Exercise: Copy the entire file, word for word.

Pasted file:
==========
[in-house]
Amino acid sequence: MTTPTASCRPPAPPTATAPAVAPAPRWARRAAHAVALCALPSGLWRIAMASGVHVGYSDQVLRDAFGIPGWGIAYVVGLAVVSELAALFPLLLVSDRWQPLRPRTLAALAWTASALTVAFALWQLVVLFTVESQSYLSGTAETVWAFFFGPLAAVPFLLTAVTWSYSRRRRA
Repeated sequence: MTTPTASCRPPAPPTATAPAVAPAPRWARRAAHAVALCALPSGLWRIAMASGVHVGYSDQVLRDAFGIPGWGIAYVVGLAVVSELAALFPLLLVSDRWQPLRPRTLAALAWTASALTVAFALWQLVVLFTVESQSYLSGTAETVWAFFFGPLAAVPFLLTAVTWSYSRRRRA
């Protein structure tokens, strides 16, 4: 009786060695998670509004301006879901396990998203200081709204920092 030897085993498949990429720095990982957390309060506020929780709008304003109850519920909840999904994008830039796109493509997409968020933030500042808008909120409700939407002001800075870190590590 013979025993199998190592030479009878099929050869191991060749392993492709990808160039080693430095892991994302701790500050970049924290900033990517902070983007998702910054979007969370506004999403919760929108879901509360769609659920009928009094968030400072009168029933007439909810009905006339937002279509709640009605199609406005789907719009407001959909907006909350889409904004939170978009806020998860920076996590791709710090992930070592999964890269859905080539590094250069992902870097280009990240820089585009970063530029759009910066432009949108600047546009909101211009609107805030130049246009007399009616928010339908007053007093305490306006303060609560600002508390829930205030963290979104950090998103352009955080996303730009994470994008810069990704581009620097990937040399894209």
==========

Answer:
[in-house]
Amino acid sequence: MTTPTASCRPPAPPTATAPAVAPAPRWARRAAHAVALCALPSGLWRIAMASGVHVGYSDQVLRDAFGIPGWGIAYVVGLAVVSELAALFPLLLVSDRWQPLRPRTLAALAWTASALTVAFALWQLVVLFTVESQSYLSGTAETVWAFFFGPLAAVPFLLTAVTWSYSRRRRA
Repeated sequence: MTTPTASCRPPAPPTATAPAVAPAPRWARRAAHAVALCALPSGLWRIAMASGVHVGYSDQVLRDAFGIPGWGIAYVVGLAVVSELAALFPLLLVSDRWQPLRPRTLAALAWTASALTVAFALWQLVVLFTVESQSYLSGTAETVWAFFFGPLAAVPFLLTAVTWSYSRRRRA
């Protein structure tokens, strides 16, 4: 009786060695998670509004301006879901396990998203200081709204920092 030897085993498949990429720095990982957390309060506020929780709008304003109850519920909840999904994008830039796109493509997409968020933030500042808008909120409700939407002001800075870190590590 013979025993199998190592030479009878099929050869191991060749392993492709990808160039080693430095892991994302701790500050970049924290900033990517902070983007998702910054979007969370506004999403919760929108879901509360769609659920009928009094968030400072009168029933007439909810009905006339937002279509709640009605199609406005789907719009407001959909907006909350889409904004939170978009806020998860920076996590791709710090992930070592999964890269859905080539590094250069992902870097280009990240820089585009970063530029759009910066432009949108600047546009909101211009609107805030130049246009007399009616928010339908007053007093305490306006303060609560600002508390829930205030963290979104950090998103352009955080996303730009994470994008810069990704581009620097990937040399894209």